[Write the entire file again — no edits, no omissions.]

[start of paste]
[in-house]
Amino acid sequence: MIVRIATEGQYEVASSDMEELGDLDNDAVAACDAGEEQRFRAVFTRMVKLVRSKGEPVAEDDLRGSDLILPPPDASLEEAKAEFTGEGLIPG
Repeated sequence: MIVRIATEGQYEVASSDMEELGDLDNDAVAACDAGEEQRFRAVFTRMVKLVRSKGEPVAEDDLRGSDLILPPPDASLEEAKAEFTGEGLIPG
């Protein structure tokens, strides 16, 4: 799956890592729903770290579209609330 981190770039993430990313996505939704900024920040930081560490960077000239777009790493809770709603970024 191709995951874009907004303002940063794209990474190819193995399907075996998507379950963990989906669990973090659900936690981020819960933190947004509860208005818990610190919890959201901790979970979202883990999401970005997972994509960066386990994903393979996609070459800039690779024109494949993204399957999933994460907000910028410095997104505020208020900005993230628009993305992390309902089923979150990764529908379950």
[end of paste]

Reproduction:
[in-house]
Amino acid sequence: MIVRIATEGQYEVASSDMEELGDLDNDAVAACDAGEEQRFRAVFTRMVKLVRSKGEPVAEDDLRGSDLILPPPDASLEEAKAEFTGEGLIPG
Repeated sequence: MIVRIATEGQYEVASSDMEELGDLDNDAVAACDAGEEQRFRAVFTRMVKLVRSKGEPVAEDDLRGSDLILPPPDASLEEAKAEFTGEGLIPG
């Protein structure tokens, strides 16, 4: 799956890592729903770290579209609330 981190770039993430990313996505939704900024920040930081560490960077000239777009790493809770709603970024 191709995951874009907004303002940063794209990474190819193995399907075996998507379950963990989906669990973090659900936690981020819960933190947004509860208005818990610190919890959201901790979970979202883990999401970005997972994509960066386990994903393979996609070459800039690779024109494949993204399957999933994460907000910028410095997104505020208020900005993230628009993305992390309902089923979150990764529908379950």